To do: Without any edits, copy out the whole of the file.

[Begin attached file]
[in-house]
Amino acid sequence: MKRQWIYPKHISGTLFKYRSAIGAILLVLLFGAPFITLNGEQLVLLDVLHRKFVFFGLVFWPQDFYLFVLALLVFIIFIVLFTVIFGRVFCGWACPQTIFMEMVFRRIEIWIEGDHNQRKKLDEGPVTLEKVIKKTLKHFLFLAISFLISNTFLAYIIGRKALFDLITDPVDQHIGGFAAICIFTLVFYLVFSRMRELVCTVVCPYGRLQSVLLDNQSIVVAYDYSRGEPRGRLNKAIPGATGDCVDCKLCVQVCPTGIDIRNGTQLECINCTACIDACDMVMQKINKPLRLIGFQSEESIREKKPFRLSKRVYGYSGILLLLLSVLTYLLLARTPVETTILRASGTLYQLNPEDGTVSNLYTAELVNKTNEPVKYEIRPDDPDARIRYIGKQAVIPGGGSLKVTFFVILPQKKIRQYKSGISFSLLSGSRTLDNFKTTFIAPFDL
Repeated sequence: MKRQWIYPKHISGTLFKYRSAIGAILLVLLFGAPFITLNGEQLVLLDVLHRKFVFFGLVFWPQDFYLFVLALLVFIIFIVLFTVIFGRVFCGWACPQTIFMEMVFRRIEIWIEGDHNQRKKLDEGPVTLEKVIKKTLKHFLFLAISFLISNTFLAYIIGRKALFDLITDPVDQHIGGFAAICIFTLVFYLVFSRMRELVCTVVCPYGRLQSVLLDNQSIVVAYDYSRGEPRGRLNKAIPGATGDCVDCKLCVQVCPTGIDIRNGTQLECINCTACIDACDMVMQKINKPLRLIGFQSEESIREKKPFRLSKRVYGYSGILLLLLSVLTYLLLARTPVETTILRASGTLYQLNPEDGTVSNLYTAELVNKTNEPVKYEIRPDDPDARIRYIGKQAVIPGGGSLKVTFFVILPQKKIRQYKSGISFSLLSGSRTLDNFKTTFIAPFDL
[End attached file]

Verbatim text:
[in-house]
Amino acid sequence: MKRQWIYPKHISGTLFKYRSAIGAILLVLLFGAPFITLNGEQLVLLDVLHRKFVFFGLVFWPQDFYLFVLALLVFIIFIVLFTVIFGRVFCGWACPQTIFMEMVFRRIEIWIEGDHNQRKKLDEGPVTLEKVIKKTLKHFLFLAISFLISNTFLAYIIGRKALFDLITDPVDQHIGGFAAICIFTLVFYLVFSRMRELVCTVVCPYGRLQSVLLDNQSIVVAYDYSRGEPRGRLNKAIPGATGDCVDCKLCVQVCPTGIDIRNGTQLECINCTACIDACDMVMQKINKPLRLIGFQSEESIREKKPFRLSKRVYGYSGILLLLLSVLTYLLLARTPVETTILRASGTLYQLNPEDGTVSNLYTAELVNKTNEPVKYEIRPDDPDARIRYIGKQAVIPGGGSLKVTFFVILPQKKIRQYKSGISFSLLSGSRTLDNFKTTFIAPFDL
Repeated sequence: MKRQWIYPKHISGTLFKYRSAIGAILLVLLFGAPFITLNGEQLVLLDVLHRKFVFFGLVFWPQDFYLFVLALLVFIIFIVLFTVIFGRVFCGWACPQTIFMEMVFRRIEIWIEGDHNQRKKLDEGPVTLEKVIKKTLKHFLFLAISFLISNTFLAYIIGRKALFDLITDPVDQHIGGFAAICIFTLVFYLVFSRMRELVCTVVCPYGRLQSVLLDNQSIVVAYDYSRGEPRGRLNKAIPGATGDCVDCKLCVQVCPTGIDIRNGTQLECINCTACIDACDMVMQKINKPLRLIGFQSEESIREKKPFRLSKRVYGYSGILLLLLSVLTYLLLARTPVETTILRASGTLYQLNPEDGTVSNLYTAELVNKTNEPVKYEIRPDDPDARIRYIGKQAVIPGGGSLKVTFFVILPQKKIRQYKSGISFSLLSGSRTLDNFKTTFIAPFDL